Tomato black ring virus
A. F. Murant
Scottish Horticultural Research Institute, Invergowrie, Dundee, Scotland
- Described by Smith (1946).
- Selected synonyms
- Buschbohnenringflecken-Virus = bean ringspot virus (Rev. appl. Mycol.
35: 411; 42: 457)
- Lettuce ringspot virus (Rev. appl. Mycol. 39: 142)
- Kartoffelbukett-Virus = potato bouquet virus (Rev. appl. Mycol.
32: 274; 37: 463)
- (For names of other more serologically distinctive isolates see also under
- A RNA-containing virus which has isometric particles about 30 nm in diameter
and occurs in Europe. It is readily sap-transmissible, has a wide host range,
infects the seed of many host plants, and is transmitted in soils by nematodes (Longidorus spp.).
In addition to black ring of tomato, the various strains of this virus cause
ringspot diseases of bean, sugar beet, lettuce, raspberry and strawberry, yellow
vein of celery, bouquet and pseudo-aucuba of potato, shoot-stunting of peach,
one type of mosaic of Robinia pseudoacacia
and unnamed diseases of leek and
onion. It occurs in many other plants, including cabbage, grapevine, lucerne and
Not reported outside Europe.
Host Range and Symptomatology
Host range is wide: infects naturally many species of wild and cultivated
monocotyledonous and dicotyledonous plants. An isolate from Robinia
infected 76 species in 29 dicotyledonous families after mechanical
inoculation (Schmelzer, 1963
It is reported to infect the roots of the gymnosperm,
. Nearly all commonly used herbaceous test plants are
- Diagnostic species
- Chenopodium amaranticolor and C. quinoa. Chlorotic or necrotic
local lesions (Fig.1); systemic necrosis or chlorotic mottle (Fig.2).
- Nicotiana rustica and N. tabacum cvs. White Burley or Xanthi-nc
(tobacco). Local chlorotic or necrotic spots or rings (Fig.3); systemic spots,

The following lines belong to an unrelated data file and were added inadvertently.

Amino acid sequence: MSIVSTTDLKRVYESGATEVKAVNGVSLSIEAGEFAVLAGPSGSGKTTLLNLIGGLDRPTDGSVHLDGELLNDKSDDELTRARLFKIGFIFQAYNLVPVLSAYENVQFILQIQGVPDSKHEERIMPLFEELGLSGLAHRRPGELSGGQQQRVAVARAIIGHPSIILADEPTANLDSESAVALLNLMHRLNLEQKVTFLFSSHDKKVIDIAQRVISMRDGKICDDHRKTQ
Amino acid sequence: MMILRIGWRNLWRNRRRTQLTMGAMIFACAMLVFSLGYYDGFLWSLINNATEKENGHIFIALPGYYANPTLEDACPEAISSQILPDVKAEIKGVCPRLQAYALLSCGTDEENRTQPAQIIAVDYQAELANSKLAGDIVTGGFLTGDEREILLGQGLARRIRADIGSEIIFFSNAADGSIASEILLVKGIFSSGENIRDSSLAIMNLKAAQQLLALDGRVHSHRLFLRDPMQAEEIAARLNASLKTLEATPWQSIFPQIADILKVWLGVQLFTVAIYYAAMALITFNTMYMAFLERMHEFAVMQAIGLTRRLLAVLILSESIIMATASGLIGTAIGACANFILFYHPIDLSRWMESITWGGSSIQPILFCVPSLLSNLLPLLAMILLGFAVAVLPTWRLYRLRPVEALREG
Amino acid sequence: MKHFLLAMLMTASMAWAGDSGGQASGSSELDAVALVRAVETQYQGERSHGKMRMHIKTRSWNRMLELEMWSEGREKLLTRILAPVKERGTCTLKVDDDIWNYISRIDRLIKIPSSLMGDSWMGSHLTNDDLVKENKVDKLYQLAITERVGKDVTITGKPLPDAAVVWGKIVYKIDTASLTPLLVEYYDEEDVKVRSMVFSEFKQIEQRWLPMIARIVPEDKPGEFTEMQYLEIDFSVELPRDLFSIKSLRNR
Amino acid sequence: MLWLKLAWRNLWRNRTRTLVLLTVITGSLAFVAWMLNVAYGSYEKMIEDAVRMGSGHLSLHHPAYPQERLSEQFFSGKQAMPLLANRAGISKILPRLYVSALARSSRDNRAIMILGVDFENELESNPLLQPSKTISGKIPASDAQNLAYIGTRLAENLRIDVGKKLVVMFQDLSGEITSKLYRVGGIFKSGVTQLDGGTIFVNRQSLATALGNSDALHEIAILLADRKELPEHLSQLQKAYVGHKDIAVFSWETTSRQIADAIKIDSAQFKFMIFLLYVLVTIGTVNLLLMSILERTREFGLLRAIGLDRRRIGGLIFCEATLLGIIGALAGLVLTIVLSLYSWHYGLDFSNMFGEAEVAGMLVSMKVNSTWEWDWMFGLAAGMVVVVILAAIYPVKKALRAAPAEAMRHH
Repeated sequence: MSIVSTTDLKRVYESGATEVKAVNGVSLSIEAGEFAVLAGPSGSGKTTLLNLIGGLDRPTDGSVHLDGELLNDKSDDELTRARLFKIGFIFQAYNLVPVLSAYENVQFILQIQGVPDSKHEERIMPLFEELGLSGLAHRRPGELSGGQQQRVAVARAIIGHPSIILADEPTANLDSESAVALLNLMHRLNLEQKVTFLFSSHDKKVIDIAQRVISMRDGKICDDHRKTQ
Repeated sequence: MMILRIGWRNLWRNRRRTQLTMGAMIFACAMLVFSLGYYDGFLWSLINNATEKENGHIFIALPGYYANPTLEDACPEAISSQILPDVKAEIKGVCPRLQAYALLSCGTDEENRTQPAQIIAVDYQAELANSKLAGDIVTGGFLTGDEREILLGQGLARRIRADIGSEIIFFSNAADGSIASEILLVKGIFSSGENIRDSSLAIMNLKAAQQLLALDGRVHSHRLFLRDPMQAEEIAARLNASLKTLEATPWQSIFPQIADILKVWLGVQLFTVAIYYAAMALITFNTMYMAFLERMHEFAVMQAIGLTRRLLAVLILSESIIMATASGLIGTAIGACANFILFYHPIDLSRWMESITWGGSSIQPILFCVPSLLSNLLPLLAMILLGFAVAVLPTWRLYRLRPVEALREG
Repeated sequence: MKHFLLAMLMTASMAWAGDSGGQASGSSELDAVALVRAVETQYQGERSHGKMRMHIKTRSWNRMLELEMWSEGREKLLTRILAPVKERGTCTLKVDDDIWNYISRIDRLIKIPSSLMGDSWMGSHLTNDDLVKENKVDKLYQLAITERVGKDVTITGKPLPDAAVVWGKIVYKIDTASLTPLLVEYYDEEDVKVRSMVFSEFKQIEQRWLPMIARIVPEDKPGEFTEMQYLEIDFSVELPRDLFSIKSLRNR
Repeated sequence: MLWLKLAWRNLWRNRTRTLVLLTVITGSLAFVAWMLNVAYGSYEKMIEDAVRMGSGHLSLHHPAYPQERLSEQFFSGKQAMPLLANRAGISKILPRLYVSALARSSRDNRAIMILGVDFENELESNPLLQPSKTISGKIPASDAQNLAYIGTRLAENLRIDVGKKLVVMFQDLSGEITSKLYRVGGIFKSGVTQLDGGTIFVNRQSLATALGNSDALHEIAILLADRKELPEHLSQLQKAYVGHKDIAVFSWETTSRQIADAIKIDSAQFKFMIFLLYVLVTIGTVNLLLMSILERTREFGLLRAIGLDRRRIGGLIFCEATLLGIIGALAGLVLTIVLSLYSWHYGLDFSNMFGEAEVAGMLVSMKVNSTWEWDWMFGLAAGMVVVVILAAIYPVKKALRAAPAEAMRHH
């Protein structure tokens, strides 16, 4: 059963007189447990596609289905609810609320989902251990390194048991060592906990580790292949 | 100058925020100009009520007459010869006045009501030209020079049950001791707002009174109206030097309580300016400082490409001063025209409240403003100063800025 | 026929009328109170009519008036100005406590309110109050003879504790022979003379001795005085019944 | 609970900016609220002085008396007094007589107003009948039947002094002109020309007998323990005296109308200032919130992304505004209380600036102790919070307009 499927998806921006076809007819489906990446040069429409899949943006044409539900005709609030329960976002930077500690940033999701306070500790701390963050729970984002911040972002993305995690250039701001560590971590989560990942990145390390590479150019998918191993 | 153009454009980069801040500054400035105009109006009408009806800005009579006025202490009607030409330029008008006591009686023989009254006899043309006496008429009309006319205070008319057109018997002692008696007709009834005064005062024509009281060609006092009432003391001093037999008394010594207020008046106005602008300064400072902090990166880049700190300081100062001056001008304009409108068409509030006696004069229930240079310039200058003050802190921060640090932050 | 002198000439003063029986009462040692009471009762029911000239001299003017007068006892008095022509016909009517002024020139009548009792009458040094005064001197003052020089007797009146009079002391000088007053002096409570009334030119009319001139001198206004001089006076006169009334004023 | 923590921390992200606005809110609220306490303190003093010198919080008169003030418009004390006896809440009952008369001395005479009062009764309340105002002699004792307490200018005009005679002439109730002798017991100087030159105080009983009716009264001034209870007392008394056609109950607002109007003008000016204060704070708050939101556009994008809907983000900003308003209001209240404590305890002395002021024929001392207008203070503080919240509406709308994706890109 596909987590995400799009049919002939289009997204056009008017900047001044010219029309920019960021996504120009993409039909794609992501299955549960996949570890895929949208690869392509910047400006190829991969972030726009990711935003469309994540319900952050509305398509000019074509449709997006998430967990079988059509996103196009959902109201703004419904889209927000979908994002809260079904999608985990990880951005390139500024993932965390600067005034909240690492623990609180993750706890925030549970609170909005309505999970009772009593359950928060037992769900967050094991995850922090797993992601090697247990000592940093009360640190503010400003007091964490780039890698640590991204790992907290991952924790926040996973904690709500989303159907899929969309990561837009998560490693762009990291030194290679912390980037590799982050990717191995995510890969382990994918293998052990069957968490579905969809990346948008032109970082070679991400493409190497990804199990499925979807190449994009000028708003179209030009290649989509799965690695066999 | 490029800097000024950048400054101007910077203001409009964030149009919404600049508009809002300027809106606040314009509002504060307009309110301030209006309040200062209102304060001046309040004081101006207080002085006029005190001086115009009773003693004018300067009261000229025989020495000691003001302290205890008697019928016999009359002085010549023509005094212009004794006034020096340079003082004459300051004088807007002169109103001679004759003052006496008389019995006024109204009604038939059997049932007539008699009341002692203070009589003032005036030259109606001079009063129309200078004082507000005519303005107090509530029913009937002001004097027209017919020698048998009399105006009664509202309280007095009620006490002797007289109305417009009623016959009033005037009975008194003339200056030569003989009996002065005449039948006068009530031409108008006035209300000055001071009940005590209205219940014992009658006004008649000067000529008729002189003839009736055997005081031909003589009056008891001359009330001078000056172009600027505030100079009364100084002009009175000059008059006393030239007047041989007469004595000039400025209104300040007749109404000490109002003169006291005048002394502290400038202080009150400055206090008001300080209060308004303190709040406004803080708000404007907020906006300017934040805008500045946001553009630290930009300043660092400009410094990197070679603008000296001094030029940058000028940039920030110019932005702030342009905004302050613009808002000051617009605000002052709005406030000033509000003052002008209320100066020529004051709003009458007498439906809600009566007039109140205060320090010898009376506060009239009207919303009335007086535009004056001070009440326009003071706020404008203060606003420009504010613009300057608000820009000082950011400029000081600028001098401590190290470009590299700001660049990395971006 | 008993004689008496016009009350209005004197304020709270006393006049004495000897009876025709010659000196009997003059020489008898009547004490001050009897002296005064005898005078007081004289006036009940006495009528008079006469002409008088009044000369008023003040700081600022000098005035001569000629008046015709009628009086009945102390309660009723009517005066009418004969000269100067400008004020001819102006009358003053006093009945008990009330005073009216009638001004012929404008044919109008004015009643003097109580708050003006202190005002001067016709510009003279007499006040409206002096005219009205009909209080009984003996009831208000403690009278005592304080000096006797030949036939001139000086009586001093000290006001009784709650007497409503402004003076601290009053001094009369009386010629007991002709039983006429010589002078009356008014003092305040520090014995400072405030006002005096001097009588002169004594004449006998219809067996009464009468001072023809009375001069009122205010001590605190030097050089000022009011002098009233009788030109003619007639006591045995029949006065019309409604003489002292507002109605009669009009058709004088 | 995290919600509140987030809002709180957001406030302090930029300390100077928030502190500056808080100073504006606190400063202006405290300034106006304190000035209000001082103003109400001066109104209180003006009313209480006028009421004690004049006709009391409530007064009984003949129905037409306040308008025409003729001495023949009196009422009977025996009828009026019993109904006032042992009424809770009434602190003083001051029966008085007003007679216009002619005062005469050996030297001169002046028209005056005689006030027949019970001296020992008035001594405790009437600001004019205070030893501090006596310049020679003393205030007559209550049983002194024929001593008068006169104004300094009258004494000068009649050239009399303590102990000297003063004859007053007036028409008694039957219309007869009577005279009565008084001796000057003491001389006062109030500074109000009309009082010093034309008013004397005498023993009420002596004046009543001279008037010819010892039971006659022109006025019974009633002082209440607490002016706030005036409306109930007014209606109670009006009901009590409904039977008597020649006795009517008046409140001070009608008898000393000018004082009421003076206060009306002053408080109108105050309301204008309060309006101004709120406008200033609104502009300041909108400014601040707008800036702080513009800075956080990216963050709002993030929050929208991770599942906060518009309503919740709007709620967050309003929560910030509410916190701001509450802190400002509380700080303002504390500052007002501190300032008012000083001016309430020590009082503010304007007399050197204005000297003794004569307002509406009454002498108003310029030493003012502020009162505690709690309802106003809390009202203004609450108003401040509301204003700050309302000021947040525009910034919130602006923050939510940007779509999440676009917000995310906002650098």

rings and line patterns with variable amounts of necrosis (Fig.4). Leaves produced
later appear normal but contain virus.
- Phaseolus vulgaris cv. The Prince (French bean). In winter in the U.K.,
dark brown local lesions c. 2 mm in diameter (Fig.5), in summer chlorotic
lesions or none; systemic chlorotic mottle with variable amounts of necrosis and
- Petunia hybrida. Chlorotic local lesions sometimes with brown necrotic
margins; systemic veinal chlorosis or necrosis. Leaves produced subsequently are
symptomless but contain virus.
- Propagation species
- Nicotiana rustica is a suitable plant for maintaining cultures; N. clevelandii and
Petunia hybrida are good sources of virus for purification.
- Assay species
- Chenopodium amaranticolor is the most reliable local-lesion host. C.
quinoa, Cucumis sativus (cucumber) and Brassica rapa (turnip) are
convenient bait plants in nematode transmission experiments.
The best known strains are:
Tomato black ring strain (Smith, 1946). The type strain.
Lettuce ringspot strain (Smith & Short, 1959).
Potato bouquet strain of Köhler, Rev. appl. Mycol. 32: 274
Potato pseudo -aucuba strain of Köhler, Rev. appl. Mycol. 35:
481 (Bercks, 1962).
Beet ringspot strain (Harrison, 1957).
Celery yellow vein strain (Hollings, 1965).
These strains probably cannot be reliably distinguished by symptoms on host
plants but differ in their serological and vector relationships.
Transmission by Vectors
Vectors are free-living soil-inhabiting nematodes of the genus Longidorus
Strains serologically similar to the type strain are transmitted most efficiently
by L. attenuatus
, those more closely related to the beet ringspot strain by
(Harrison, Mowat & Taylor, 1961
; Harrison, 1964
& Murant, 1969
). Larvae and adults of L. elongatus
both transmit, but
the adult does not pass the virus to its progeny, nor is the virus retained when
the nematode moults. L. elongatus
kept in fallow soil retains infectivity
up to about 9 weeks. Virus-like particles seem adsorbed to the stylet guiding
sheath of L. elongatus
which have fed on plants infected with tomato black
ring virus (Taylor & Robertson, 1969
Transmission through Seed
Reported in at least twenty-four spp. in fifteen botanical families. In many
hosts more than 10%, and in some 100%, of progeny seedlings are infected. Many
plants infected through the seed show no symptoms. Virus was transmitted to seed
of raspberry and strawberry from either male or female parent, but plants
pollinated with virus-carrying pollen did not become infected (Lister &